Keywords and key phrases should be used for each product and page of your website. Since each page of a website has a Page Title, Meta Description (that’s the little description that shows up on a search page), Headers, Subheads and general copy, that’s a lot of places where keywords can be used. If your wordsmiths have direct access to those elements, they can be updated without involving your web guru.

But don’t stuff your copy with so many keywords that it’s awkward to read. Those smart web crawlers will know what you’re up to, penalize you and drop you further back in the search results!

How do I research to find out keywords and key phrases are best?

There are lots of free tools you can use even though some may have monthly limits or require registration. Just type in a word or subject and watch the suggestions pop up! Choose those without a lot of competition but still have enough people searching for them to be worthwhile.

There are quite a few sites out there, ideal for SEO for beginners, but here are eight to get you started.

  1. Google Trends not only gives some additional related topics and queries, you can see if there is seasonality associated with the search and which areas of the country are more likely to search for that term.
  2. Google AdWords is a great resource, even if you choose not to do Pay-Per-Click ads. Simply register! A tool subset within lets you research keywords.
  3. Moz has a free Keyword Explorer tool. It suggests keywords as well as long-tail variants. It has a limit of 10 queries a month, so choose wisely.
  4. Answer the Public visualizes in a circular cloud the questions people ask when searching Google and Bing. Questions relating to a big topic are grouped by categories such as what, where and why. This will help you know what questions your audience needs answers to.
  5. Ubersuggest is a great free keyword tool from marketing guru and SEO/web influencer Neil Patel.
  6. WordStream online advertising company has their Free Keyword Tool. Give it a try!
  7. Backlinko rounds up 25 different free tools in one article. Some of these tools add website analysis and other more techie stuff that’s critical to a more complete search engine optimization.
  8. The Google search engine itself. Just type in words into the Google search bar and then look at the bottom of the page to view Searches related to…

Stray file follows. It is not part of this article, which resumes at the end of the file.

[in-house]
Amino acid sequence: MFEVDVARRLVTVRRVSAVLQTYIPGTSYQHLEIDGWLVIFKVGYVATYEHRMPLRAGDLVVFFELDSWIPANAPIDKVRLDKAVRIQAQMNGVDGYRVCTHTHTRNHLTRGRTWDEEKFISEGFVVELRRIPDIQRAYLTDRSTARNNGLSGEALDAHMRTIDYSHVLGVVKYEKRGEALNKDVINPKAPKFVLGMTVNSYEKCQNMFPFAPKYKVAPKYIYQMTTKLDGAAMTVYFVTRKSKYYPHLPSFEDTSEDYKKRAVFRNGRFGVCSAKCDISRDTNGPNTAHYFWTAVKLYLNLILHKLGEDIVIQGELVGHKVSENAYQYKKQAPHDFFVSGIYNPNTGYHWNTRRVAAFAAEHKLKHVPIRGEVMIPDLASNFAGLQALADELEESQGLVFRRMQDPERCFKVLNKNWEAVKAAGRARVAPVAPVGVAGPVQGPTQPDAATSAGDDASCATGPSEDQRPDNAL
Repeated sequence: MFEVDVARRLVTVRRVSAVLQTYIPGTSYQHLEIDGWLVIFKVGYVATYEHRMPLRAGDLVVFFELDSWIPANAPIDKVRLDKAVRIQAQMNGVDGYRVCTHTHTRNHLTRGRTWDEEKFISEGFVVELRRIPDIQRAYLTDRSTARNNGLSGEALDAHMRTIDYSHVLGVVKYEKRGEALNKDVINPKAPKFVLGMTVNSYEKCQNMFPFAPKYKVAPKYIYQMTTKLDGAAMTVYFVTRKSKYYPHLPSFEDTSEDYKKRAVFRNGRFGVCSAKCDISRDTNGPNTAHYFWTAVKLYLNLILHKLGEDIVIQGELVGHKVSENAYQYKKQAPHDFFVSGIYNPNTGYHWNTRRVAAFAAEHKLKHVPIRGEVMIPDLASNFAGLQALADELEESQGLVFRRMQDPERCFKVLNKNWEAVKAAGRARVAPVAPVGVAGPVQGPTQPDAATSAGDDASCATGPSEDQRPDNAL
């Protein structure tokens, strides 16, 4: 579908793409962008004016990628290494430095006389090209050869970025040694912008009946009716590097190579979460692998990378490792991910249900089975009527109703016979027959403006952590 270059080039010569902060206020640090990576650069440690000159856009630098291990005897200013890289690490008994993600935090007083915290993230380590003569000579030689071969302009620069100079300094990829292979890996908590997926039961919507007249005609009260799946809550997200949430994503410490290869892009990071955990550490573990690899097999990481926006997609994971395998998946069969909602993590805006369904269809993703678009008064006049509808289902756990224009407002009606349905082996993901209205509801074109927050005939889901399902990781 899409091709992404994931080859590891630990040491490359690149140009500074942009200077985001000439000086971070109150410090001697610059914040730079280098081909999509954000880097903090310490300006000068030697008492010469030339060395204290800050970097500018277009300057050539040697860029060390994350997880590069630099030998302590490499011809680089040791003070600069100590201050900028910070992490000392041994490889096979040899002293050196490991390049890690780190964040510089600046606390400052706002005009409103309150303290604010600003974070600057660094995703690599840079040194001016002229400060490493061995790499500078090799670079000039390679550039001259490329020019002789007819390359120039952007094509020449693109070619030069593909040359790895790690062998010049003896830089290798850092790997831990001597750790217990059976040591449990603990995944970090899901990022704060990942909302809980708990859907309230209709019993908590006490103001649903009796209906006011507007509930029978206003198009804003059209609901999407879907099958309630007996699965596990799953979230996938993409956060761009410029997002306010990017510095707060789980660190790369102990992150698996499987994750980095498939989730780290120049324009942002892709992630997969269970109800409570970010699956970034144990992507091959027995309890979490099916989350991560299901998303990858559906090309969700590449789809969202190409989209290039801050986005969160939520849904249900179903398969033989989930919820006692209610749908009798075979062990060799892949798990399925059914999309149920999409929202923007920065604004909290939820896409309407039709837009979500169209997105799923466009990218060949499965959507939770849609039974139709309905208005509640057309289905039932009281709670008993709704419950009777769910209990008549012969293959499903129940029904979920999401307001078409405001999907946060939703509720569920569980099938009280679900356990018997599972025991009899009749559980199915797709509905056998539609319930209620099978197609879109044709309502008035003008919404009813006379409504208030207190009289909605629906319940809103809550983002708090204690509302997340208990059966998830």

One more SEO for beginners fix that doesn’t have to involve techie stuff…

You see them all the time—those dreaded 404 errors where a link you’ve been following hits a dead end. Well, websites are penalized for those broken links. 404s can result from URLs with a typo, but more commonly, a product has been removed or moved to another page.

So, look over your materials—especially blogs and press releases. Either update the links or remove them. Banish those 404s from your website. This is an easy SEO for beginners fix. Your prospective customers will thank you as will the web crawlers.

The trickier stuff

SEO is a dance between words, structure, internal and external factors. Here’s a great graph from Search Engine Land that’s laid out like the Periodic Table. It’s an excellent overview of what makes for a successful search-engine-optimized website.

SEO Success Factors
Courtesy Search Engine Land

Dealing with the trickier stuff is outside of the scope of this SEO for beginners blog. So here are three additional places with free information that can help you understand the full scope of SEO and the steps you need to take to buff your website into tip-top shape.SearchEngineLand.com has a great SEO for beginners section. The above chart came from it.

Moz, the software service company specializing in inbound marketing and marketing analytics software subscriptions, also has an excellent beginners’ guide.

Trust Google to put in its two cents with its own SEO starter guide!

Don’t expect miracles overnight

Search engine optimization takes time. Just plug away as you can. Should you decide to hire an outside firm to help, make sure it’s a company with an excellent reputation. Many people claim to be SEO experts, but the proof lies with happy customers and improved search engine results.

At the very least, get started with your business profile with Google My Business. Then update your internal content as you can. Tackle the other SEO for beginners suggestions when you have the time. Any improvement is better than none!

As a disclaimer, Petra is a subscriber to Moz. Although Moz provides tools and points the way, our employees must do the legwork!